Today, I’d like to share with you my understanding of the mortgage market and some specific tips on how to save money.
Why do we need a mortgage
Buying a house is probably one of the largest, if not THE largest, purchase, that you will make in your life. Unlike a burrito wrap or a jacket that you can pay with your own cash, a house most often carries a value that is substantially more than what we have in our bank accounts. Because most people (myself included) do not have enough cash on hand by the time that we purchase the house, we resort to the financial vehicle called mortgages.
Deep dive into the mortgage market
A mortgage is basically a loan that you borrow from your lender. You can use the money right away to get the house, but you will have to pay back the debt gradually by making regular payments, and some more to cover interest. Banks and mortgage brokers charge interest because they have to provide the money to you now. As we know, because of inflation, $100,000 can buy more stuff 30 years ago that it can now. They also run the risk of your defaulting and of course, they want to make a profit by providing you money that you don’t have at the moment. You get some benefits in the mean time as well, because you get to enjoy a house without having to pay the full market value at once, which could be a serious detriment to your personal cash flow.
Example: You will have to pay in total $200,000 interest on a 30-year $400,000 mortgage with an interest of 3%.
Of course, the interest can rack up over the long time. For example, if you have a 30-year $400,000 mortgage with an interest of 3% over its lifetime, by the time you finish paying it all off, not only will you return the full $400,000 to the mortgage broker, you will also have paid them more than $200,000 on interest.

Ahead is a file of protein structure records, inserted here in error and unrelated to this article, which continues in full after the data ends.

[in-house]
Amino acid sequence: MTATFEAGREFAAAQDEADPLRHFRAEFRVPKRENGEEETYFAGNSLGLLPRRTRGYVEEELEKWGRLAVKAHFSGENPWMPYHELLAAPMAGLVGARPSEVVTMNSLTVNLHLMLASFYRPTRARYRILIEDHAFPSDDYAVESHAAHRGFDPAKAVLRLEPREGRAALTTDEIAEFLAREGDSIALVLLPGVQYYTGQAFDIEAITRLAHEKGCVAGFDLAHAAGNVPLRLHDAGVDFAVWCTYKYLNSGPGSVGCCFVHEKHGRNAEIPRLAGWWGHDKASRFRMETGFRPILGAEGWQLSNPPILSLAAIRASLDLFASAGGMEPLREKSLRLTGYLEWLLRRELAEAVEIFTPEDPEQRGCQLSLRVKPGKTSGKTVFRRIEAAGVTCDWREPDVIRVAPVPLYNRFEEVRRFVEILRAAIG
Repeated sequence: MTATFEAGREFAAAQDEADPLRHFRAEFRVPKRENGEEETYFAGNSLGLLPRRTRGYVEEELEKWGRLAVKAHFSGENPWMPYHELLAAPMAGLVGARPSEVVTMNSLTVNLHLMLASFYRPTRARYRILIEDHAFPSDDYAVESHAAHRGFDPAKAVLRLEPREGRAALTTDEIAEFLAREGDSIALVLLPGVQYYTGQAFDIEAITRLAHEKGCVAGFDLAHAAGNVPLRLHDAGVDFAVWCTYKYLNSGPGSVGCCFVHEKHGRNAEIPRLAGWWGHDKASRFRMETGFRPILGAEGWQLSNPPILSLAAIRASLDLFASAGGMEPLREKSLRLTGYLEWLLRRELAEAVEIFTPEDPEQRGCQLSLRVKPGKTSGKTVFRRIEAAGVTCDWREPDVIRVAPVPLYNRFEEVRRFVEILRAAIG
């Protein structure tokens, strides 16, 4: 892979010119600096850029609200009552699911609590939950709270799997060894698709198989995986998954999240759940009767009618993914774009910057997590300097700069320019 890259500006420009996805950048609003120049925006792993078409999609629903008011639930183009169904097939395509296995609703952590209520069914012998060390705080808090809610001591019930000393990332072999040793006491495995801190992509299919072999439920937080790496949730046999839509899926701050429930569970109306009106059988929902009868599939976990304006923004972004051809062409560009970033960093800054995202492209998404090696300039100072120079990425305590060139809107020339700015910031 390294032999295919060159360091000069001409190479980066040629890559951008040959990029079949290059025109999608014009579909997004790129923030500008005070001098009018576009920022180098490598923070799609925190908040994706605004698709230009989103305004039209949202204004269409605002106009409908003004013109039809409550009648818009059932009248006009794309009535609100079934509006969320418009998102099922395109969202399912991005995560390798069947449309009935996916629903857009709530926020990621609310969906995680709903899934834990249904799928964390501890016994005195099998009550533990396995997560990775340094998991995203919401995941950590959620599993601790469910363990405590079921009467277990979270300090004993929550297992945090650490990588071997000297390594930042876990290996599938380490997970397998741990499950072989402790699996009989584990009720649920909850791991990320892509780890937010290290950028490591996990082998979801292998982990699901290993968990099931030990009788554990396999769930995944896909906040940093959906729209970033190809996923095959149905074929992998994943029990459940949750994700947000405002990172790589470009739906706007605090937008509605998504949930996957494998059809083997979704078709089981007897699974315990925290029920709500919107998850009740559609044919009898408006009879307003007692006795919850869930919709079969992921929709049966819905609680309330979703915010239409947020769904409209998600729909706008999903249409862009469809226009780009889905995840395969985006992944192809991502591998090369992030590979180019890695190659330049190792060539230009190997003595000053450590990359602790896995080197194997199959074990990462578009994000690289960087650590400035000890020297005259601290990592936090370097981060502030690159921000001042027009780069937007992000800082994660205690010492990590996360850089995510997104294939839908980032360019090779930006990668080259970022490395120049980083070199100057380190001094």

A key thing to note is that 3%, while it may seem high in today’s COVID-19 environment when the central banks are slashing interest rates to try to boost the economy, is actually quite low when you look at the last fifty years of mortgage history. The graph below shows you the historical posted 5-year mortgage rates from ratehub.ca:
Of course, given the fact that mortgages are heavily discounted in reality, I think below is a more realistic view of the mortgage rates a regular consumer should be able to get:
As you can see, it is only in recent years that mortgage interest has been hovering around 3%. Should we expect it to last? Nobody knows (especially in today’s COVID-19 environment), but I think it’s better to be on the cautious side and assume that it is possible that the interest rate will go up in the future.
Since mortgage is such a huge financial burden but also a critical piece of debt instrument that many of us will carry, it is worth giving it some considerable thoughts. Below is a list of tips I have for you when you are considering taking on a mortgage for a home. Please take advantage of them to help yourself save money.
Money-saving mortgage tips
1. Set a budget and stick with it.
- It is important to review your full financial picture to understand how much you can afford before heading into the housing market, and stick to your budget.
- Many money experts recommend that you do not spend more than 30% of your pre-tax income on your mortgage. There are so many other things you should take care of in life, such as your own well-being, your children’s education, helping others, and retirement. You do not want to be a slave of your house and eating only mac and cheese.
Use a mortgage calculator to find out about how much you can afford
Nowadays, there are many resources online that help you determine how much you can afford. Mortgagecalculators.info provides such a calculator, called Mortgage Affordability Calculator. By simply entering your current monthly income and existing monthly debt payments, such as your credit card debt, you can easily find out how big of a mortgage you can afford.
Here is a screenshot of the calculator:
As you can see, there are some default settings already included in the calculator. They form a good starting point if you are at the beginning of your research.
Once you hit “Calculate”, you will see the following results page. You can quickly see information such as the maximum monthly mortgage payment and your maximum loan amount.